The Case of the Interrupted Browsing Session

When I was a kid, arguably my favorite book series was Encyclopedia Brown, starring boy detective Leroy Brown*.  Leroy would have loved the detective work required to do actionable analysis in Google Analytics, and would have been a big help in cracking a case that requires explaining how landing pages get reported as “(not set)”.

A major clue to solving this case is knowing that the default session timeout in Google Analytics is 30 minutes.  With that default setting, if I click to view a page, leave my browser open, leave my desk for over 30 minutes, and return to click a link on the same page to continue browsing – a couple of things happen:

  1. Since 30 minutes have expired, a new session starts.
  2. The new session – shocker – doesn’t have a landing page associated with it – and hence is assigned a landing page of “(not set)”.
Session Settings in GA Admin

Increase Default Session Timeout

A fix for the above scenario is to increase the default session timeout using Property Settings > Tracking Info > Session Settings in the Google Analytics admin interface.  However, this may not be necessary – please keep reading…

Fire Interacting Events

Another fix for session timeout is to fire interacting Google Analytics events to keep the session alive.  For example, you can fire interacting events as a user watches an embedded video – or at timed intervals (e.g., every 15 minutes), but this has impacts on bounce rate that need to be considered.  Consider this scenario:  a user can view a page, not doing anything, and if they wait long enough for an interacting timer event to fire, and then leave – their session will not be reported as a bounce.

Consistent, Correct, Ubiquitous Tracking Code Deployment via GTM

Another cause of landing page being “(not set)” is inconsistent tracking code.  For example, if you are firing Google Analytics pageviews and events both from Google Tag Manager (GTM) and from in-line Google Analytics tracking code in the same page, the tracker names can be different.  This can cause “(not set)” to appear for several different dimensions in reporting, including landing page.  The fix?  Fire all Google Analytics tags from GTM.  It addresses this issue by default (unless you mess with custom tracker names in GTM).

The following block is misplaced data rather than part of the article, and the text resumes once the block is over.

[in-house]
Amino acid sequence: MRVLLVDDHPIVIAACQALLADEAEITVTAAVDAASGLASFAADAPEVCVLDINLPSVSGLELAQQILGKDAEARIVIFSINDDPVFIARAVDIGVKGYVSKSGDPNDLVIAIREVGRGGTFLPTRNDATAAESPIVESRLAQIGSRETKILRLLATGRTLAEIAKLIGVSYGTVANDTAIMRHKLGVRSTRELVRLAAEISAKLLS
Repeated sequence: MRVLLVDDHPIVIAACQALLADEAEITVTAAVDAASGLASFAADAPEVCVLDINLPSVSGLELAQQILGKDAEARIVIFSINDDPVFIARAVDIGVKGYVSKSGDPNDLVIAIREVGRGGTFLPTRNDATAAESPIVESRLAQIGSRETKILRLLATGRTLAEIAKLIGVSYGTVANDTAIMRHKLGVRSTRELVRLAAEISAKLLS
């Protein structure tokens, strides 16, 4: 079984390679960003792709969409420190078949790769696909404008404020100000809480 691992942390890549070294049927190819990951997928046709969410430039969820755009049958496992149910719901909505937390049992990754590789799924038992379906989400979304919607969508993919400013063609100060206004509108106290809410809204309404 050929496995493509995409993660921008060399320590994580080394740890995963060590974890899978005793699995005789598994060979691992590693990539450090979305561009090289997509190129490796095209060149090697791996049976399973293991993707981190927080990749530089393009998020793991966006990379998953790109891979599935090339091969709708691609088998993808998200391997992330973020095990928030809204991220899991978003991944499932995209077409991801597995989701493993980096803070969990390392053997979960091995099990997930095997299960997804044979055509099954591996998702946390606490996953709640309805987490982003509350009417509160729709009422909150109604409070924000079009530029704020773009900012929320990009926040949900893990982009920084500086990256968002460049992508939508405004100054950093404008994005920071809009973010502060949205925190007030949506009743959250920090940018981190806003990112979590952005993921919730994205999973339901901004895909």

Measurement Protocol Hits and Landing Page “(not set)”

The last possible cause we’ll highlight are hits from the Google Analytics measurement protocol. See the snagged report below showing Landing Page as “(not set)” with session count equal to zero.  The zero session examples below are associated with call tracking Google Analytics events sent via the measurement protocol – and these events are not associated with a landing page .

“(not set)” for Landing Page

Landing Page “(not set)”, live and let live?

To brute force eliminate these entries you could add Google Analytics exclude filters.  Or, in situations where you can explain “(not set)” entries, and have confirmed correct tracking code is deployed – you can just “move on” because, like Leroy Brown, you have cracked the case, and have bigger fish to fry.

live and let live

you should tolerate the opinions and behavior of others so that they will similarly tolerate your own.

* Thanks to Chet Davis, of Chet Davis Marketing, for letting us know that the boy detective’s first name is “Leroy”, not “Larry”. Correction made 8/30/19.

Landing Page = (not set), why?